Another Miss on Job Creation

Matthew G. Saroff
3 min readJan 8, 2022

Annual job creation

Once again, job creation was about half of what was forecast.

Rather confusingly, the unemployment rate also fell.

By way of context, the number of jobs are still about 3 million below pre-pandemic levels and about 5 million below trend.

I gotta figure that the pandemic is screwing with seasonal adjustments:

U.S. hiring moderated in December to close out a record year for job gains ahead of disruptions from the Omicron variant, with declining unemployment and robust wage growth suggesting the economy will grow solidly this year.

Employers added 199,000 jobs in December, below average monthly job growth of 537,000 in 2021, the Labor Department said Friday. Slower job growth in recent months largely reflects companies’ inability to find workers as labor supply remains tight, some economists said.

Last month’s payroll gains left the U.S. economy with about 6.4 million more jobs than at the end of 2020 — a greater increase than in any year on record — but the nation remains 3.6 million jobs short of pre-pandemic levels.

The broader economy regained its footing with the distribution of Covid-19 vaccines and strong demand from consumers armed with government stimulus who stoked spending. But the pandemic also delivered setbacks, including surges in virus cases and supply-chain disruptions that slowed growth.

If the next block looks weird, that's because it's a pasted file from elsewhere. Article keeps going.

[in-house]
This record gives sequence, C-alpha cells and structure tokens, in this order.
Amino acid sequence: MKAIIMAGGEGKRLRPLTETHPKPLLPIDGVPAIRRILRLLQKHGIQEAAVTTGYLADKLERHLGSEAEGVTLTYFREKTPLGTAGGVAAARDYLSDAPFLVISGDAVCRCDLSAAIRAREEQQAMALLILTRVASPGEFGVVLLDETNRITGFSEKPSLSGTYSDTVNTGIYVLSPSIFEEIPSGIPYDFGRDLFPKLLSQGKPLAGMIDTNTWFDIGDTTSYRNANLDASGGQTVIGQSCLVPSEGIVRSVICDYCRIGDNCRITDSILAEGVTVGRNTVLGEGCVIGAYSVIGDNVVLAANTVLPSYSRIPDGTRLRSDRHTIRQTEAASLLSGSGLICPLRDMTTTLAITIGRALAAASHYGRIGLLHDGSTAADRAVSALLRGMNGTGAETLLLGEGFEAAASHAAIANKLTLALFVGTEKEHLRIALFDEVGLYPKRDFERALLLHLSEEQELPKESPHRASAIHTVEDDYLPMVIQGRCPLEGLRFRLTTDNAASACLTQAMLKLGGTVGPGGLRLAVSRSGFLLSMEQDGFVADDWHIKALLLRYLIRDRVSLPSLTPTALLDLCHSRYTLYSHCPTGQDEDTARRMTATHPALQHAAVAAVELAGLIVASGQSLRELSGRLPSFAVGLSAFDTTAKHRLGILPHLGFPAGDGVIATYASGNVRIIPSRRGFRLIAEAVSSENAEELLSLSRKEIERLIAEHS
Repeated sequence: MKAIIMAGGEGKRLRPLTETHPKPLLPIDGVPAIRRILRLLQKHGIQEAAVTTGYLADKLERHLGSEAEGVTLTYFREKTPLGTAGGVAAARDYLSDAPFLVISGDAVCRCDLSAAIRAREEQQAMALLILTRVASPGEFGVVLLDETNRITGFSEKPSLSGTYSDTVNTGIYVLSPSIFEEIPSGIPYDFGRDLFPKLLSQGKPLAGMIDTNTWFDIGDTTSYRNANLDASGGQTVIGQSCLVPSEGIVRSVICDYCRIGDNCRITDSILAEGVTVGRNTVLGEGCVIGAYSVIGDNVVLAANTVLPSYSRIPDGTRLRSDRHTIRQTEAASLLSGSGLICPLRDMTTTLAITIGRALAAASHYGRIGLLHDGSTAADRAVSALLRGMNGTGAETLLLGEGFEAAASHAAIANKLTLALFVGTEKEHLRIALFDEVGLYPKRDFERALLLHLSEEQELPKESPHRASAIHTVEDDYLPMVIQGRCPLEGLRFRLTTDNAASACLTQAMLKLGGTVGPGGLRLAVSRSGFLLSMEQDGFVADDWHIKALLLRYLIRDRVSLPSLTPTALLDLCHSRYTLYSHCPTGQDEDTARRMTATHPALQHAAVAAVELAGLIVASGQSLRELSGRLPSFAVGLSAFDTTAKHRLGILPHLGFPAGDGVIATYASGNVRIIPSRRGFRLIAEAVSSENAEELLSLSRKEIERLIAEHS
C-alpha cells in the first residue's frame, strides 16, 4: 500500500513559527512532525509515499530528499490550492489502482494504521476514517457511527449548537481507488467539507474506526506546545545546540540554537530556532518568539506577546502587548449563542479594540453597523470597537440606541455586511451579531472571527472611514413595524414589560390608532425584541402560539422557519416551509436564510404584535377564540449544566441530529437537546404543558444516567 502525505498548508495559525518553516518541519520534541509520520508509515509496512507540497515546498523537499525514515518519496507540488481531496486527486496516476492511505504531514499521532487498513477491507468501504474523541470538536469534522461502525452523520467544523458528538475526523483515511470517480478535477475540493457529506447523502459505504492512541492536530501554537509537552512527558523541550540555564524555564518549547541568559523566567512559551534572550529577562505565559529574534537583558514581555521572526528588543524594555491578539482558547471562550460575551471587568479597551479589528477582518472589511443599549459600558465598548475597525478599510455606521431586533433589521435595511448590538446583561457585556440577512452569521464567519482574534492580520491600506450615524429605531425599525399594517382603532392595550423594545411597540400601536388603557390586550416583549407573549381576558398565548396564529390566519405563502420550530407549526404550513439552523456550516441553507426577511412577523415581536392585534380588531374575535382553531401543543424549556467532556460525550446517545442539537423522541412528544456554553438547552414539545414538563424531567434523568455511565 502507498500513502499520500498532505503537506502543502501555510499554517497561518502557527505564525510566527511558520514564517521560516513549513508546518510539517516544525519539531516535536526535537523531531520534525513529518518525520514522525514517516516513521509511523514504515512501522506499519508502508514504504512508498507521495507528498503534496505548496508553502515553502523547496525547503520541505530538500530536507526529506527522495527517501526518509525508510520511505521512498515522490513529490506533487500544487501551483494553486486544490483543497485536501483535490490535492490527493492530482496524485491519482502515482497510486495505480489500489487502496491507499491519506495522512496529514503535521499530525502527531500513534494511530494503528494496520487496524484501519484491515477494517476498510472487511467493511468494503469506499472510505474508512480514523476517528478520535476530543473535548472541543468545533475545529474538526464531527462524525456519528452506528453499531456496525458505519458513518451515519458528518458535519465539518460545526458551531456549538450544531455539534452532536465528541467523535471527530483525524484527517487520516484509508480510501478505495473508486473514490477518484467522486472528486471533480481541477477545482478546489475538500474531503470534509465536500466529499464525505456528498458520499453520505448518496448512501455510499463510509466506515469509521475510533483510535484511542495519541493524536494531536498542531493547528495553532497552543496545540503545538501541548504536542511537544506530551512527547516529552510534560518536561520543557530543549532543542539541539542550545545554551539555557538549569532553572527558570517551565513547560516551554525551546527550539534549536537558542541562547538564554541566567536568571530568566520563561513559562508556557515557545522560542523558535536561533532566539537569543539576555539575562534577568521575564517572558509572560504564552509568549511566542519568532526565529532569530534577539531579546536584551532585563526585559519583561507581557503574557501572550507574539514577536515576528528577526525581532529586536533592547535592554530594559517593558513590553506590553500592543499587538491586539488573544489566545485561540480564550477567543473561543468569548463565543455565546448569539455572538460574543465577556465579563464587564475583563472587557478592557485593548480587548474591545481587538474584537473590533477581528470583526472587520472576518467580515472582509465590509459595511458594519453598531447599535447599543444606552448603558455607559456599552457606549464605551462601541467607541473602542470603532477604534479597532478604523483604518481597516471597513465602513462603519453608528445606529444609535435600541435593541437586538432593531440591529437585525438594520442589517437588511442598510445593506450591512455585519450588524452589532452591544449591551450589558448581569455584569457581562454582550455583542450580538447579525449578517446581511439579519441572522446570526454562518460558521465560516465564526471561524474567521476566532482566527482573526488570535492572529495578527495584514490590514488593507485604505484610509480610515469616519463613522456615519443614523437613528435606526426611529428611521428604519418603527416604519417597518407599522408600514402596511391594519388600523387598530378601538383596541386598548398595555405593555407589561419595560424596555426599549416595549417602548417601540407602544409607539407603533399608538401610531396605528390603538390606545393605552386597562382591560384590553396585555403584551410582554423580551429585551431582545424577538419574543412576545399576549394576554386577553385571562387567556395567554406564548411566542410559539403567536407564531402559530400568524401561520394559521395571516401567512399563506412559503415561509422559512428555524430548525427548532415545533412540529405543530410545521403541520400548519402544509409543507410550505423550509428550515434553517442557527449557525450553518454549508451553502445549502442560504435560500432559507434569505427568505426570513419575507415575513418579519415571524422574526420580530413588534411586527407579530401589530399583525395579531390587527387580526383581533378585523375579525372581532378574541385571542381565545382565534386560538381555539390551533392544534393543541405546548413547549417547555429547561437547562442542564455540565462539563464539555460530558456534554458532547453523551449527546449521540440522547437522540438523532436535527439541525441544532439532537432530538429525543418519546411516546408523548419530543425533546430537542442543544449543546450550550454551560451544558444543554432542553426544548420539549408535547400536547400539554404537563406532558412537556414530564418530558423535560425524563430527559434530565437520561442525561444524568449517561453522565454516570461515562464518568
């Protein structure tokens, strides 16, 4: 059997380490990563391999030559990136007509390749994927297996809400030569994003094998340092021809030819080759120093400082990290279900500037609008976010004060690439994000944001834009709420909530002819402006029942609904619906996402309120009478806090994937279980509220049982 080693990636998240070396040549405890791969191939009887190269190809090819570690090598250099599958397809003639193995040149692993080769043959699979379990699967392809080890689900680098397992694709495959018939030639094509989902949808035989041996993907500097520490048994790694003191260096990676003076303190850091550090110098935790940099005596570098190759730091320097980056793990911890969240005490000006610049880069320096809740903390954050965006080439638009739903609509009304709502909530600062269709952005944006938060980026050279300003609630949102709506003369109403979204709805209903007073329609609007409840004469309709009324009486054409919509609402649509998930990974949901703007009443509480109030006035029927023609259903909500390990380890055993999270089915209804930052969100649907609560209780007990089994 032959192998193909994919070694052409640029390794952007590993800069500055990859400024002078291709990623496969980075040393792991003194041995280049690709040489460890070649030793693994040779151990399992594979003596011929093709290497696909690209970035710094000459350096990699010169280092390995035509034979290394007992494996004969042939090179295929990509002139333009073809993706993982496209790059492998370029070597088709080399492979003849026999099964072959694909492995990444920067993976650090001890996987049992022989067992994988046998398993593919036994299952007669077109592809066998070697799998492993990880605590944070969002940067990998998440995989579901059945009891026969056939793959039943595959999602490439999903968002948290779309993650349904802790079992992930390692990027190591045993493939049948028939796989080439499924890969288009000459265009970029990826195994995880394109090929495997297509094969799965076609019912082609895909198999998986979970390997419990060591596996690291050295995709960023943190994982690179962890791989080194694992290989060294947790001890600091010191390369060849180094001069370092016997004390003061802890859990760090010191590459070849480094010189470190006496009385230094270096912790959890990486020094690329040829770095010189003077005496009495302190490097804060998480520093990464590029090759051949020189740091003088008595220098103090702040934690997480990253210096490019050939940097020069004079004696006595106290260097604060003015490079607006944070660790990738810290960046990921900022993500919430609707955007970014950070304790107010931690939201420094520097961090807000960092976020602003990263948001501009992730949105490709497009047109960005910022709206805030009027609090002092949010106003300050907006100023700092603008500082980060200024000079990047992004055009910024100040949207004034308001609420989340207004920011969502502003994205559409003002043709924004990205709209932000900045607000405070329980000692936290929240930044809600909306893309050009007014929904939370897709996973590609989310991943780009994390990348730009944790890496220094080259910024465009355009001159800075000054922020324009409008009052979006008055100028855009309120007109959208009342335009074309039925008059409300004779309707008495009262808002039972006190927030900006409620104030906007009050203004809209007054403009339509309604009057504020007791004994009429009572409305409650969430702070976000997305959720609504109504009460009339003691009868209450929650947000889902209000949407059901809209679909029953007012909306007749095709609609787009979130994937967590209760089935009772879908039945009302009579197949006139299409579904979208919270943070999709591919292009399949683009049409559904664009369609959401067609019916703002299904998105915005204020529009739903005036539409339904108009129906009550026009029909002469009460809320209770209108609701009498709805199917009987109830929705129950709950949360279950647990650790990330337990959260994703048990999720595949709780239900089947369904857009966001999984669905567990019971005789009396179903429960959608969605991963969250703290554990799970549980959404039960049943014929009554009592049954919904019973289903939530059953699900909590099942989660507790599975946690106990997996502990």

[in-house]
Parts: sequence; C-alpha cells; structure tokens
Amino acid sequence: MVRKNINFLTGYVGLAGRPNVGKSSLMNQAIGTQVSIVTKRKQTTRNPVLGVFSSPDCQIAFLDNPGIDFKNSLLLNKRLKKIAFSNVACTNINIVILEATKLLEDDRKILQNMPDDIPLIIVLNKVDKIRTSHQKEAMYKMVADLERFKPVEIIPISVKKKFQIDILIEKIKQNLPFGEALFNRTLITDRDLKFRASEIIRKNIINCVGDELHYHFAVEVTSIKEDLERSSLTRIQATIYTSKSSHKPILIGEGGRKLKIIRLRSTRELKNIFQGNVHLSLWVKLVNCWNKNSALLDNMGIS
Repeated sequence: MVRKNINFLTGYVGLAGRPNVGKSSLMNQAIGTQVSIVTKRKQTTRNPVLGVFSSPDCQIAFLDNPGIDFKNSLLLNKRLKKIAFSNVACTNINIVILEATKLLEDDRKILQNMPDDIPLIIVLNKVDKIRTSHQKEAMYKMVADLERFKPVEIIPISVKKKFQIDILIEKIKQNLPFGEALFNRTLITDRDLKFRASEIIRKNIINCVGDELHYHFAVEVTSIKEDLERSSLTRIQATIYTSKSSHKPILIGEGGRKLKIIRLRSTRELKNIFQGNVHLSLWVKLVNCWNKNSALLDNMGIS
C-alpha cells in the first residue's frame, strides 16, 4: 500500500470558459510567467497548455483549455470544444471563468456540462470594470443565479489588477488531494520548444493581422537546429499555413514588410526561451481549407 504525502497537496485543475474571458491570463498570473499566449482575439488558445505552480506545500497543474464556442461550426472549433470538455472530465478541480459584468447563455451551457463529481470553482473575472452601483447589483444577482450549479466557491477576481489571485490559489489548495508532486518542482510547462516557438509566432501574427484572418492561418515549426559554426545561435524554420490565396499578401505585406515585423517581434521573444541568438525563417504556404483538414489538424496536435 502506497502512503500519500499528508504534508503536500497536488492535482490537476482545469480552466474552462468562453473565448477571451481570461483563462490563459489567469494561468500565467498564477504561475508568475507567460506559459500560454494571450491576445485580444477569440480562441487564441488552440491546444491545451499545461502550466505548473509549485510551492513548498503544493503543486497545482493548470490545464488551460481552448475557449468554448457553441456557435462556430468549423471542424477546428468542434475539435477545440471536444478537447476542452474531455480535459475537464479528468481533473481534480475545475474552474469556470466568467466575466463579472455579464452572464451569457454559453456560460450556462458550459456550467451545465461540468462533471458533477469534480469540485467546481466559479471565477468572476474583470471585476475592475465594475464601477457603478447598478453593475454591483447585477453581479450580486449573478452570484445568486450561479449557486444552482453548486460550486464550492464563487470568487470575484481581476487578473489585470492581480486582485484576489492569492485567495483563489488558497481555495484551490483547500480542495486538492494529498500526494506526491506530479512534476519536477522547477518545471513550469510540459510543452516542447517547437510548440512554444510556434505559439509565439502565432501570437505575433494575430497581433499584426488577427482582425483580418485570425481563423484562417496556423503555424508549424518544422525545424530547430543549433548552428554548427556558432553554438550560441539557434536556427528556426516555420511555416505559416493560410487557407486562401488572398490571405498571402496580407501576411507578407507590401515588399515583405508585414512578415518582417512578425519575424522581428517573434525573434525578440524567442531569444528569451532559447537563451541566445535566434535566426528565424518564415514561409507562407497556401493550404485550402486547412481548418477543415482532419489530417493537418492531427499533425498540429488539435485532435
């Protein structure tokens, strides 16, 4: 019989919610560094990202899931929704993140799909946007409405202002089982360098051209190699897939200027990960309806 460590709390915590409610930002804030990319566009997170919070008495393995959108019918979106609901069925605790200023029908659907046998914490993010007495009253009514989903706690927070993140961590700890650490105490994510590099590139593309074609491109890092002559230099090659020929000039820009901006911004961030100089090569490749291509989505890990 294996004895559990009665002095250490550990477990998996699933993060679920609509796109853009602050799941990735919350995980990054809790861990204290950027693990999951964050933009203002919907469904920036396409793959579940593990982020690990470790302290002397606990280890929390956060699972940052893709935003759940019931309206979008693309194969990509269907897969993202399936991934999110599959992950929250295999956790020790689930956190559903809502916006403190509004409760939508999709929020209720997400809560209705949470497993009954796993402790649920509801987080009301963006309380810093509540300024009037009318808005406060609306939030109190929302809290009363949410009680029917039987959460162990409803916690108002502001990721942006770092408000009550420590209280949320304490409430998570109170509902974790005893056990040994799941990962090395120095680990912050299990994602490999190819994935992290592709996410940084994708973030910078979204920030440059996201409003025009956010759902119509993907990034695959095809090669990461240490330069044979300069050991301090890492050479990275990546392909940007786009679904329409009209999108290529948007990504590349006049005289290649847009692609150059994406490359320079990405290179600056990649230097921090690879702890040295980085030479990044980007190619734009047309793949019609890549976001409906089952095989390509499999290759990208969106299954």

The labor market, while still recovering from the pandemic, is entering the year on much better footing than it did at the start of 2021. In recent months, job openings surged to historically high levels and workers quit their jobs at record rates.


The unemployment rate fell to 3.9% last month from 4.2% in November. Many employers are ramping up pay as they compete for a limited pool of workers. Average hourly wages increased 4.7% in December from a year earlier, holding well above wage growth of roughly 3% preceding the pandemic and playing a part in historically high inflation.

The evidence of a tight labor market and high inflation is likely to keep Federal Reserve officials on track to lift interest rates from near zero as soon as their policy meeting in March.

With the holiday season over, I think that maybe we will start seeing a clearer picture of what is going on, or maybe not.